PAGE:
Scientists: Climate Change Not Sweet For Sugar Maples

By Andrea Smardon

On the left, central New England is seen with colored foliage in Oct. 2003; on the right, central New England showed little color in October 2005.

BOSTON — As New England travelers take to the roads this holiday season, they’ll be seeing the last of the leaves on the trees. No two autumns alike -- every year, there’s some variation in the color and timing of the fall foliage. But scientists at the University of New Hampshire have observed some significant changes in the leaves of the sugar maple over the last few years. The scientists say the maple leaves are less brilliant in color, and the sap is less sweet.

They think these things are related -- and that climate change is the cause.

Martha Carlson is a graduate student in natural resources at the University of New Hampshire, but she’s not following the typical academic path. Her hair is mostly silver and she’s already reached the age when many people retire.

There’s something personal motivating Carlson to drive down to Durham from her home an hour and a half away in Sandwich, NH. She owns a sugar bush – a “farm” of sugar maples used to harvest syrup – and she’s concerned about the sugar maple trees on her farm.

Vials of maple syrup line a shelf in Martha Carlson's "Maple Watch Lab." Carlson's research suggests the sap used to make maple syrup is less sweet than it used to be. (Andrea Smardon/WGBH

“I had read that climate change was supposed to kill off all the sugar maples in the U.S.,” Carlson says. “I didn’t want that to happen to my maples. So I came down here to find out more about that, and to study biology in a more formal way.”

Carlson studies symptoms of stress in maple trees, collecting leaves and sap from her farm and 12 other sites across New Hampshire.

On a shelf in what Carlson calls her “maple watch lab,” dozens of small vials display syrup samples ranging in color from light amber to dark brown. “Last year in 2009 all over the state of NH, the sap came out dark and it all made dark syrup like this one right away,” she says, holding up a vial of dark brown syrup. “Usually you get very light syrup and it gets browner and browner until the end of the season. So the season was short. That was when I started saying well there’s got to be something different.” If a tree is stressed, it won’t hold on to its leaves as long, and that means less time to make sugar.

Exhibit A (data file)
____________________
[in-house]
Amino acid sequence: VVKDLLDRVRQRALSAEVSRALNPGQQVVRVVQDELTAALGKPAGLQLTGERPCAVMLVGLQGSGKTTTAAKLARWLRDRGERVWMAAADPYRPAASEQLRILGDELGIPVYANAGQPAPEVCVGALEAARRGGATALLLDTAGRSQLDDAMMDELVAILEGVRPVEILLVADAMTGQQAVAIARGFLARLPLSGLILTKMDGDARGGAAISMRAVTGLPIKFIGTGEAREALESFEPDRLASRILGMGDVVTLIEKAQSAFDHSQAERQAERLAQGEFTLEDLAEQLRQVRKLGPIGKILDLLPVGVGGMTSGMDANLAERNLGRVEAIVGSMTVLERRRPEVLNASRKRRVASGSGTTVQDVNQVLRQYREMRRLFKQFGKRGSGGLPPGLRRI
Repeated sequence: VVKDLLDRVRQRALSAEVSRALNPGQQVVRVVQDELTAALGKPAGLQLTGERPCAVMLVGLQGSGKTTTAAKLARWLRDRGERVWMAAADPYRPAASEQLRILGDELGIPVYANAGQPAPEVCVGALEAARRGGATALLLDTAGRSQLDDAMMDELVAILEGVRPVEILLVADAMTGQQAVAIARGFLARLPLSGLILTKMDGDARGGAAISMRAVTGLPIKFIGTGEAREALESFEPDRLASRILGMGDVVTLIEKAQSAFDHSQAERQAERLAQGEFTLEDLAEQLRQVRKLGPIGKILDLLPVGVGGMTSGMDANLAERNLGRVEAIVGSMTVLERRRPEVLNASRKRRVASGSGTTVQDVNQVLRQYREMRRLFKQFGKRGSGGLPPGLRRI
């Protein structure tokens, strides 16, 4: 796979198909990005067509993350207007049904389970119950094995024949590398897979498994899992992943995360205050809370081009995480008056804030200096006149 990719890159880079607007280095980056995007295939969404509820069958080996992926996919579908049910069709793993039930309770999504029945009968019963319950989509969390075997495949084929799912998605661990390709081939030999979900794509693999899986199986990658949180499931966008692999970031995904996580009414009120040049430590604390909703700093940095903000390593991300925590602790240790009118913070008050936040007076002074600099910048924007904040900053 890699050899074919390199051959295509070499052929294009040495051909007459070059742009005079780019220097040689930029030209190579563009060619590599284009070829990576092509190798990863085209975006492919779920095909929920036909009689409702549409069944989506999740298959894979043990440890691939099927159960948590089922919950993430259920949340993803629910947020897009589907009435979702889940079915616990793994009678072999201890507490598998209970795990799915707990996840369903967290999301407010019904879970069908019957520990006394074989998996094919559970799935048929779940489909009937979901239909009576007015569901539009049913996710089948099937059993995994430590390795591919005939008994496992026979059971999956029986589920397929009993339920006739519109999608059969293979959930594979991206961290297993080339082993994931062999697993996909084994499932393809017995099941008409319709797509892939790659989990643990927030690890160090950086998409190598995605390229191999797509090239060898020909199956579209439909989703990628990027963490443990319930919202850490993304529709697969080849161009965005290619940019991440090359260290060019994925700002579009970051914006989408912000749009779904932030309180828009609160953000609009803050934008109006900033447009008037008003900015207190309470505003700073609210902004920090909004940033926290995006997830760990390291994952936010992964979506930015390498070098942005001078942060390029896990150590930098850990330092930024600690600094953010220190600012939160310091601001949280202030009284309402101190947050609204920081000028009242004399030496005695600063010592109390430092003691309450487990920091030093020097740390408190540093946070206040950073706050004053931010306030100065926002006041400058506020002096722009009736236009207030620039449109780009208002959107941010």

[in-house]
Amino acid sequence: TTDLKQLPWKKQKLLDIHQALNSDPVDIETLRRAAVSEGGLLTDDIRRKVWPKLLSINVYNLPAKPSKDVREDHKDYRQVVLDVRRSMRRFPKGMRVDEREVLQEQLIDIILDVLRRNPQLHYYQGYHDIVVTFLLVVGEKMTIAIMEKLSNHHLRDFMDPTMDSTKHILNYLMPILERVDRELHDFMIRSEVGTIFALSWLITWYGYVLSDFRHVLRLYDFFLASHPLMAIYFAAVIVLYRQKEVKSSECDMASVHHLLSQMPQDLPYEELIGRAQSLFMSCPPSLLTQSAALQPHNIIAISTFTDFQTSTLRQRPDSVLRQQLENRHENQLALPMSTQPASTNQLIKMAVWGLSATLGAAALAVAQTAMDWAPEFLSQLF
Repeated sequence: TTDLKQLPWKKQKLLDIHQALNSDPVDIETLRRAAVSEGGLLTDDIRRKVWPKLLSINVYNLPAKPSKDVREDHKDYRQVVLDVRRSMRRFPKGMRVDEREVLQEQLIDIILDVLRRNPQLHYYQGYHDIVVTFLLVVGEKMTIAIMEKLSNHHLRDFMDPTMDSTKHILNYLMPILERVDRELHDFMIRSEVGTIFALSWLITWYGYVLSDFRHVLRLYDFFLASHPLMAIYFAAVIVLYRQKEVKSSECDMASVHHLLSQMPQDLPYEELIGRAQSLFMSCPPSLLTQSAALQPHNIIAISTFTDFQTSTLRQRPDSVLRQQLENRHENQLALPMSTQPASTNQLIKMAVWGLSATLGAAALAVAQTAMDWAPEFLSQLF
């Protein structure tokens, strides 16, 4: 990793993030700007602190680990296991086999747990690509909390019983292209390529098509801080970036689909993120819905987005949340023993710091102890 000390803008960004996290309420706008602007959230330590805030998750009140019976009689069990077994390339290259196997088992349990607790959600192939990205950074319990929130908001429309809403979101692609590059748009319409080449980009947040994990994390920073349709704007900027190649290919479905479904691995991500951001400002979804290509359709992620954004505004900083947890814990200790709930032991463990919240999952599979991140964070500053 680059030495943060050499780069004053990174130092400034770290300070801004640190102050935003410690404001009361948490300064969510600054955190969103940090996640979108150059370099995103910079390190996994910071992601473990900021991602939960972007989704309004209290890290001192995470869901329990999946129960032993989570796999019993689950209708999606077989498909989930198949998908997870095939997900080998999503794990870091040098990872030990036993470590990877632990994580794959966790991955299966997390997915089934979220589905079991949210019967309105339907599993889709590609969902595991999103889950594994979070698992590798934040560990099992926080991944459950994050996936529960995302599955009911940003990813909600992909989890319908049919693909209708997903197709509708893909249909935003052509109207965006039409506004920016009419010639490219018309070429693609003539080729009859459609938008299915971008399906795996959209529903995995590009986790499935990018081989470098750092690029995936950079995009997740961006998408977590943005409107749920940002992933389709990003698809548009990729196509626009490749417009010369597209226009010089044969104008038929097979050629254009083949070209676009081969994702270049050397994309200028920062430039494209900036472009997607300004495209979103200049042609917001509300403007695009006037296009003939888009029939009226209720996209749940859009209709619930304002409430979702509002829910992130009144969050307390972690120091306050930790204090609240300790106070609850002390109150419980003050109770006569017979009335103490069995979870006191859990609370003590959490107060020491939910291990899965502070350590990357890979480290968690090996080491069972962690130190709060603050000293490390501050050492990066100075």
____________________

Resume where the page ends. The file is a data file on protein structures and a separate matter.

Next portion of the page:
Not only is the season shorter, but Carlson has found that maples across the region are producing sap with less sugar. She says sap containing 2.5-3% sugar was the norm fifty or sixty years ago. “Today the sap this year was 2.5-2%. It got down at the end of the season to 1 percent. If you’re a tree and you’re used to having 3 percent sugar in your body, and now you have 1 percent, I think that’s going to affect the health of trees.

It also affects the syrup producers.  Carlson says it takes many more gallons of sap today to produce the same amount of syrup.

Carlson’s findings are backed up by her advisor Barrett Rock, a professor of forestry and botany at UNH.  Rock has been studying New England’s woodlands for more than three decades, using NASA’s satellite images of forests to detect changes in leaf color from year to year. 

Every year, at the onset of fall, tree leaves naturally stop producing the green pigment chlorophyll and turn yellow. Sugar maples also make a red pigment – anthocyanin – and the combination of red and yellow is what gives sugar maples their signature burnt orange fall foliage. But low sugar levels cause a decline in anthocyanin that Rock said has been visible in recent years. “For the last number of sugar seasons that’s what we’ve been seeing. We don’t get the really, intense brilliant orange,” Rock said.

Rock has also observed a change in the timing of when the leaves reach their peak color: It’s getting later in the season.  He says the changes in color display and sugar seasons correlate with predicted climate change patterns, including a longer growing season in the fall and an earlier onset of warmer weather in the spring.

Rock says Martha Carlson’s work bolsters the evidence that the sugar maple is responding at least in part to climate change -- but what’s surprising is how quickly it’s happening. “At 68, I didn’t think I would live long enough to see the impact of a changing climate.  But I’m beginning to think living another 10-15 years, I will see some significant changes, and as Martha’s work has suggested, we’re already seeing significant changes,” Rock said.

Average temperatures in New England are 2-4ºF warmer than they were a hundred years ago.  Rock says if the average temperature gains another 6ºF, then New England will no longer have sugar maples at all. Under worst-case scenarios, that sort of warming might be possible late this century.

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